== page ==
How Can Research Organizations More Effectively Transfer Research Knowledge to Decision Makers?


1John N. Lavis, Health Sciences Centre, Room 2D3, McMaster University, 1200 Main St. West, Hamilton, ON, Canada L8N 3Z5 (e-mail:


Applied research organizations invest a great deal of time, and research funders invest a great deal of money generating and (one hopes) transferring research knowledge that could inform decisions about health and health care. Basing these knowledge-transfer activities on our evolving understanding of the most effective approaches to knowledge transfer will help us achieve value for money in our individual and collective investments in health services and health policy research. Research organizations and research funders can probably be excused for not basing their activities on research evidence until now, however, because the variety of relevant questions, target audiences, and disciplinary perspectives and methodological approaches used in empirical studies has made the identification of take-home messages from this field of research a very difficult task.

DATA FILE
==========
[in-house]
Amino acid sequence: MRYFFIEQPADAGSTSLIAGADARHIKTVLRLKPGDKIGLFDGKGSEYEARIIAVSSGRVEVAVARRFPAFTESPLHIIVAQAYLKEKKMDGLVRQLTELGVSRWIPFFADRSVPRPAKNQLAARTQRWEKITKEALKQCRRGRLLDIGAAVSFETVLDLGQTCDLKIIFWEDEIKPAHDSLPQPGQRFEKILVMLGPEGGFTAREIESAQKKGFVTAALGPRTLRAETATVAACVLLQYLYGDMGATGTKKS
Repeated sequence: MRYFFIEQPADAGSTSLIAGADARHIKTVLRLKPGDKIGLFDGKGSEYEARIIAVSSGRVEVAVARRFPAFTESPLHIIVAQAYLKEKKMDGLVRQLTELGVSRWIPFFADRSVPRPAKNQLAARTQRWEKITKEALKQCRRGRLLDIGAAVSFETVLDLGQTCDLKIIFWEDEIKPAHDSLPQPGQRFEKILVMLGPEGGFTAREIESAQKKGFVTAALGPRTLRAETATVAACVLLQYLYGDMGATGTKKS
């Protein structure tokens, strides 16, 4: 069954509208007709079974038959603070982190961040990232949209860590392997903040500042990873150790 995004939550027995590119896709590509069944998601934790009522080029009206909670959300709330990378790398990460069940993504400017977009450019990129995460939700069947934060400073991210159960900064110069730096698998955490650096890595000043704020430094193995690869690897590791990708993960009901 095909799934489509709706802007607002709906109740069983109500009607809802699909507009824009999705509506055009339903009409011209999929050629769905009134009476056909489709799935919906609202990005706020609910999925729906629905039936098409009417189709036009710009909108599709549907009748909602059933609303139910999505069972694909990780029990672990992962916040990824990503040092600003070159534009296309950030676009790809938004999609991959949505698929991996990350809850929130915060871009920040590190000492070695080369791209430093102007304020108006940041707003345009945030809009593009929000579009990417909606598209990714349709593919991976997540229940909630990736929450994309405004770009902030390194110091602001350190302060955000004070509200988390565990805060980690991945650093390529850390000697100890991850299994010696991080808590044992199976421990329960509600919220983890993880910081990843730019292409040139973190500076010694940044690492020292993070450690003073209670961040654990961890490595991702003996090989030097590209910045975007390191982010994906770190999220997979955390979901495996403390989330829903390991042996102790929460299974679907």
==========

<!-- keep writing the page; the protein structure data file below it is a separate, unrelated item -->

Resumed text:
We provide an organizing framework for a knowledge-transfer strategy and an overview of our understanding of the current knowledge for each of the five elements of the framework. The framework provides an overall approach to knowledge transfer that can be evaluated as a whole over long periods of time, as well as specific elements that can be evaluated and fine-tuned over shorter periods of time.